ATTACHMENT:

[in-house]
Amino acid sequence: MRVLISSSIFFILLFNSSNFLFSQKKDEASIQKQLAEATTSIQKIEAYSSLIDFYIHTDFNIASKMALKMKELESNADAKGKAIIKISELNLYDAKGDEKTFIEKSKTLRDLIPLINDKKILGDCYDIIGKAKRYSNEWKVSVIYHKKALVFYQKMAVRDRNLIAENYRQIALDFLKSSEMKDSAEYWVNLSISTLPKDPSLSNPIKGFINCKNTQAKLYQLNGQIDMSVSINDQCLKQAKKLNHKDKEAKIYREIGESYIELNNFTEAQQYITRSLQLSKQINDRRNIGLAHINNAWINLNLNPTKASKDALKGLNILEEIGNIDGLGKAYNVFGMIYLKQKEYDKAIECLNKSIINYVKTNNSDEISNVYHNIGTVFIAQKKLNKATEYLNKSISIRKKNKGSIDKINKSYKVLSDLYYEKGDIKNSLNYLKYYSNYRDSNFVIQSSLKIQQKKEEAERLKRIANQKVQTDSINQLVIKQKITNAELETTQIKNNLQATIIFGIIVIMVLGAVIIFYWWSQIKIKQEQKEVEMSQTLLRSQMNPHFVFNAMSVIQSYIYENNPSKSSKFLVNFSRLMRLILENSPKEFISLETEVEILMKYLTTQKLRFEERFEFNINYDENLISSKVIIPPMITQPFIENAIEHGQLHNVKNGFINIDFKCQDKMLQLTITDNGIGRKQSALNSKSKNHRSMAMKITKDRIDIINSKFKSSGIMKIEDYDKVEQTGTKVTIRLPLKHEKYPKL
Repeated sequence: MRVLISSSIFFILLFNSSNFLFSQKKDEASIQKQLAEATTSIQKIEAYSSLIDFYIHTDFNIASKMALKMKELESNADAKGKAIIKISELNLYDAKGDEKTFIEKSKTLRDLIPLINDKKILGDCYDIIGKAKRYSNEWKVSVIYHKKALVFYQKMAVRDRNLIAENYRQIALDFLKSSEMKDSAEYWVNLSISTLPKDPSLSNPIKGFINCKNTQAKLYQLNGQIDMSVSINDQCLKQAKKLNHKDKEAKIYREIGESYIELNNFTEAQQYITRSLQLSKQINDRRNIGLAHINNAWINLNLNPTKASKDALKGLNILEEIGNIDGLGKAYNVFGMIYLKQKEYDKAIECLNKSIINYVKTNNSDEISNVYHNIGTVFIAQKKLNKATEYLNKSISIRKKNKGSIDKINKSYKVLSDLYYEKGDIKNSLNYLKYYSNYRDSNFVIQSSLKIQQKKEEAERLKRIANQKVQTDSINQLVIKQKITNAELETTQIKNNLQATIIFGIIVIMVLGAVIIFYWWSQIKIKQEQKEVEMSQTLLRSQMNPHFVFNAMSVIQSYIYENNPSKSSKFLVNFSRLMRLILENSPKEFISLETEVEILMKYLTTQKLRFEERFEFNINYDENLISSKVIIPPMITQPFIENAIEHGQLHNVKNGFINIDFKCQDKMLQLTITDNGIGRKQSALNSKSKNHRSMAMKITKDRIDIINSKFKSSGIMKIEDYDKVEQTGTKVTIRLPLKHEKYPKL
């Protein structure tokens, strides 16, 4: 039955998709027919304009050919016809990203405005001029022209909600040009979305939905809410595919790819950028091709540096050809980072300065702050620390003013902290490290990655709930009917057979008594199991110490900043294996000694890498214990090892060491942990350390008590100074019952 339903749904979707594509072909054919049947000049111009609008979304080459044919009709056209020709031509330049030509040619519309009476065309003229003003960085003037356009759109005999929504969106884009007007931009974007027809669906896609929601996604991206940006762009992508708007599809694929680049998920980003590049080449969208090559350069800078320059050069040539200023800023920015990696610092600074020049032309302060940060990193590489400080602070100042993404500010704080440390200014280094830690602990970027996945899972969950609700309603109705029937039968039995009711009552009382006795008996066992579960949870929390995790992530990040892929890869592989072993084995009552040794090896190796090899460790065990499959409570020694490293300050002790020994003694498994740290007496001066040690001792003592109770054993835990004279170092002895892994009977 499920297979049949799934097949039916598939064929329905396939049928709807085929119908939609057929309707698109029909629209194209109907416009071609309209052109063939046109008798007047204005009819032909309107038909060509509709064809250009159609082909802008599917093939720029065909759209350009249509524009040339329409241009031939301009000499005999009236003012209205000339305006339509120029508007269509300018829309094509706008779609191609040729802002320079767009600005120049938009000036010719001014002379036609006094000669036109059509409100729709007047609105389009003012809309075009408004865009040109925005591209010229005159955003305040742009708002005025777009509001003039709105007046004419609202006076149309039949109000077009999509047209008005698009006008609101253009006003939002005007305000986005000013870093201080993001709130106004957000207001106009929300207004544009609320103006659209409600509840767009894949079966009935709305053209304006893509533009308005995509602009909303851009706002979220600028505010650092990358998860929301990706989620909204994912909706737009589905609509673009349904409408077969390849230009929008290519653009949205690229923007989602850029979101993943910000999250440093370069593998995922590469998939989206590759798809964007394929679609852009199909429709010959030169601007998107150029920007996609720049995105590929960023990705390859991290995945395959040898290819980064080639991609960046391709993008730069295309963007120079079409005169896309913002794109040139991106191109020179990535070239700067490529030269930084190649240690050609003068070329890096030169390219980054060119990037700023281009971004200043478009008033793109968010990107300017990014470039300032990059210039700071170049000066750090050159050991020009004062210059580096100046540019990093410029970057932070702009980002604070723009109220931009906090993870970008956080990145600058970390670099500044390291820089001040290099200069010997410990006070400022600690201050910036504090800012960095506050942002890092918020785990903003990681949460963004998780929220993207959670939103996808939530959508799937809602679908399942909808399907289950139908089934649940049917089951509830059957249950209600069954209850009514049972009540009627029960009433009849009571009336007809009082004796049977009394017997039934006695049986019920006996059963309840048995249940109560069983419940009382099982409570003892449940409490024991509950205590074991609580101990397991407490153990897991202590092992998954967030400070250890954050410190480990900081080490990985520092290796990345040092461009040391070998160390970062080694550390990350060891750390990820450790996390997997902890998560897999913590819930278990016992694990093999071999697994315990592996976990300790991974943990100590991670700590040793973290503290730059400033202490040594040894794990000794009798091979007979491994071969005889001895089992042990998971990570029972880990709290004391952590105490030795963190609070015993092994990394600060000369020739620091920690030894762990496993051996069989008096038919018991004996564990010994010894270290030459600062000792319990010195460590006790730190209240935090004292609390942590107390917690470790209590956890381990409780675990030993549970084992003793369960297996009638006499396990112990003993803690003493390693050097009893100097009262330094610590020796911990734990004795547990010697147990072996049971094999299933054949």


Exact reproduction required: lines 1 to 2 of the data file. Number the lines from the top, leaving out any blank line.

[in-house]
Amino acid sequence: MRVLISSSIFFILLFNSSNFLFSQKKDEASIQKQLAEATTSIQKIEAYSSLIDFYIHTDFNIASKMALKMKELESNADAKGKAIIKISELNLYDAKGDEKTFIEKSKTLRDLIPLINDKKILGDCYDIIGKAKRYSNEWKVSVIYHKKALVFYQKMAVRDRNLIAENYRQIALDFLKSSEMKDSAEYWVNLSISTLPKDPSLSNPIKGFINCKNTQAKLYQLNGQIDMSVSINDQCLKQAKKLNHKDKEAKIYREIGESYIELNNFTEAQQYITRSLQLSKQINDRRNIGLAHINNAWINLNLNPTKASKDALKGLNILEEIGNIDGLGKAYNVFGMIYLKQKEYDKAIECLNKSIINYVKTNNSDEISNVYHNIGTVFIAQKKLNKATEYLNKSISIRKKNKGSIDKINKSYKVLSDLYYEKGDIKNSLNYLKYYSNYRDSNFVIQSSLKIQQKKEEAERLKRIANQKVQTDSINQLVIKQKITNAELETTQIKNNLQATIIFGIIVIMVLGAVIIFYWWSQIKIKQEQKEVEMSQTLLRSQMNPHFVFNAMSVIQSYIYENNPSKSSKFLVNFSRLMRLILENSPKEFISLETEVEILMKYLTTQKLRFEERFEFNINYDENLISSKVIIPPMITQPFIENAIEHGQLHNVKNGFINIDFKCQDKMLQLTITDNGIGRKQSALNSKSKNHRSMAMKITKDRIDIINSKFKSSGIMKIEDYDKVEQTGTKVTIRLPLKHEKYPKL